A&A 391, 1115-1122 (2002)
DOI: 10.1051/0004-6361:20020810

Asteroid encounters suitable for mass determinations

A. Galád 1 - B. Gray 2


1 - Astronomical Institute, Faculty of Mathematics, Physics and Informatics, Comenius University, Bratislava, Slovak Republic
2 - Project Pluto, 168 Ridge Road, Bowdoinham, ME 04008, USA

Received 19 December 2001 / Accepted 28 May 2002

Abstract
As in a previous paper (Galád 2001), the search for effective perturbers among asteroids is done using the same method and during the same time period. The only difference is in the number of asteroids that were processed - 24 599 instead of 9511. Special attention is paid to comparison between perturbations due to (2) Pallas and (10) Hygiea. It is confirmed that the latter has a larger effect on the motion of main belt asteroids, perhaps by a factor of three. This is a reason to include its mass in asteroid orbit determinations.

In addition to the Big Four main belt asteroids - (1) Ceres, (2) Pallas, (4) Vesta, (10) Hygiea - the masses of many other large asteroids, such as (11) Parthenope, (13) Egeria, (15) Eunomia, (16) Psyche, (24) Themis, (29) Amphitrite, (39) Laetitia,(45) Eugenia, (52) Europa, (65) Cybele, (121) Hermione, (451) Patientia, and (511) Davida, could be achieved by the end of this decade using astrometric data. In general, over the next decade small asteroids (with much higher numbers than above) will be used more thoroughly for mass determination of large asteroids.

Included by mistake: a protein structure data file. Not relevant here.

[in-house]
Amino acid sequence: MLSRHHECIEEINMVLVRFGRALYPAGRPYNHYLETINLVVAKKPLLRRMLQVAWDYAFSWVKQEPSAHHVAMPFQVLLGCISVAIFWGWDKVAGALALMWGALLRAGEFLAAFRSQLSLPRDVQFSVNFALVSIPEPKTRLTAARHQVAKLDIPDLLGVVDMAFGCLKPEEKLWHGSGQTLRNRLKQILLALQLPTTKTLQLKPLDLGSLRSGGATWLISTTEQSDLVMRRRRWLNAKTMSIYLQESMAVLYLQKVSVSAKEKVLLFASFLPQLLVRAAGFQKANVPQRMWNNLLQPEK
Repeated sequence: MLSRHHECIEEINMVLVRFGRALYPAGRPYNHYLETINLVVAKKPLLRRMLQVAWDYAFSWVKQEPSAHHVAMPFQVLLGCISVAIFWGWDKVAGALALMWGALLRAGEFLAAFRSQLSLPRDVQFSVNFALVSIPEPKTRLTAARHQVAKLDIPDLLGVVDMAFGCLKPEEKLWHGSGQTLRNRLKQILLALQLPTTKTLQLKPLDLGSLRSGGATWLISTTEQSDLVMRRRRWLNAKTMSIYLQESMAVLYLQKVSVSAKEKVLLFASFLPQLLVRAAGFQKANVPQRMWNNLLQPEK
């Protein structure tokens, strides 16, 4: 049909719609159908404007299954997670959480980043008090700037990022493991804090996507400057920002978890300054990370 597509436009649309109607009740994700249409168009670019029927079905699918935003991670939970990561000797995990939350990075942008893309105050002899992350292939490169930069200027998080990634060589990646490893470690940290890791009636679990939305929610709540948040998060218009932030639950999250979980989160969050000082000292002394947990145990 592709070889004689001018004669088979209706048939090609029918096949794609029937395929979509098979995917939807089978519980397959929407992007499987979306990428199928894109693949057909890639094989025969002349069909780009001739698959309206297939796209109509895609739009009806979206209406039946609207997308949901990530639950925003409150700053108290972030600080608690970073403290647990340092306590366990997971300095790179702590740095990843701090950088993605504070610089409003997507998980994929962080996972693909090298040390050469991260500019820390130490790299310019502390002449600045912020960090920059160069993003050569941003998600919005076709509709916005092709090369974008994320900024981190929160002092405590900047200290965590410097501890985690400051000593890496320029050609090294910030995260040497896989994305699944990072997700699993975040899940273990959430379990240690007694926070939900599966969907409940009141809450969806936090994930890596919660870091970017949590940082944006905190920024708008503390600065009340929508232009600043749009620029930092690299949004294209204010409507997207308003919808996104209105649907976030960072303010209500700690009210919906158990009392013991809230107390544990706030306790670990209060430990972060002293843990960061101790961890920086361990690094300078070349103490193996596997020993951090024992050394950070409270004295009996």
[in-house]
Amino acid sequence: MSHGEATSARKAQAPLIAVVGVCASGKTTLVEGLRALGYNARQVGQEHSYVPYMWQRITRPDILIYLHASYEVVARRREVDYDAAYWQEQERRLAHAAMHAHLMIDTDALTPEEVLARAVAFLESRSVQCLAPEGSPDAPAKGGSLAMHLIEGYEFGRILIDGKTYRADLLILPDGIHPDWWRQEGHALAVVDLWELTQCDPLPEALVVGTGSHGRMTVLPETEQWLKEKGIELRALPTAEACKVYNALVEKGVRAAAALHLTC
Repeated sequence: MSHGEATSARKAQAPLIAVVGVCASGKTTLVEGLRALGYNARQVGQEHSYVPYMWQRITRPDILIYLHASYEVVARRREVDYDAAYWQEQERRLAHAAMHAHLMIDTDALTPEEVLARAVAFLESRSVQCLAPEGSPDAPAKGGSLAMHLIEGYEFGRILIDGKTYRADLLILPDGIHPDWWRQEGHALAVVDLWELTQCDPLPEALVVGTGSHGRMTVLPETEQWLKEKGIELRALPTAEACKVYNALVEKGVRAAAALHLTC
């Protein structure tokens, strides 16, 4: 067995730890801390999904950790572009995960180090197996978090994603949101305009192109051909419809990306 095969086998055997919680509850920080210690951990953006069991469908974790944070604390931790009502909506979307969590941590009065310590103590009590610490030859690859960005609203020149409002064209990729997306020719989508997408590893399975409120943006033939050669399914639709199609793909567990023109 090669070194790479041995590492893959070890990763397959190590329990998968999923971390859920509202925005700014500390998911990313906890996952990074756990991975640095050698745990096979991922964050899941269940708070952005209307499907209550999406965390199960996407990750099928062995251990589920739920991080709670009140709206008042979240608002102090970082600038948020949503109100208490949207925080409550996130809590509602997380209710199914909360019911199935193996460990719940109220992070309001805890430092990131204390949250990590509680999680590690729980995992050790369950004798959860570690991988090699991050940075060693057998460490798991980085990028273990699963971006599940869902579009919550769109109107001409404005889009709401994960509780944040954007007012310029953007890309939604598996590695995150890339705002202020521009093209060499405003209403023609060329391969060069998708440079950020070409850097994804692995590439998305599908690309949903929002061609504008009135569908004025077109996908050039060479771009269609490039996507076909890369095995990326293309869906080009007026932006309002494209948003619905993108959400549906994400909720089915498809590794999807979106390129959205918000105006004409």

Key words: minor planets, asteroids - astrometry - ephemerides


1 Introduction

The number of papers devoted to mass determinations of large asteroids is growing in recent years. There are several opportunities that enable such a determination - the discovery of satellites of asteroids (e.g. Merline et al. 1999; Merline et al. 2000; Merline et al. 2001; Brown & Margot 2001; Storrs et al. 2001), measurements by space probes that visited asteroids (e.g. Thomas et al. 1999). Also important are the growing number of astrometrical measurements and their increased precisions (see e.g. Carpino & Knezevic 1996; Hilton et al. 1996; Viateau & Rapaport 2001; Micha\lak 2001 and references therein).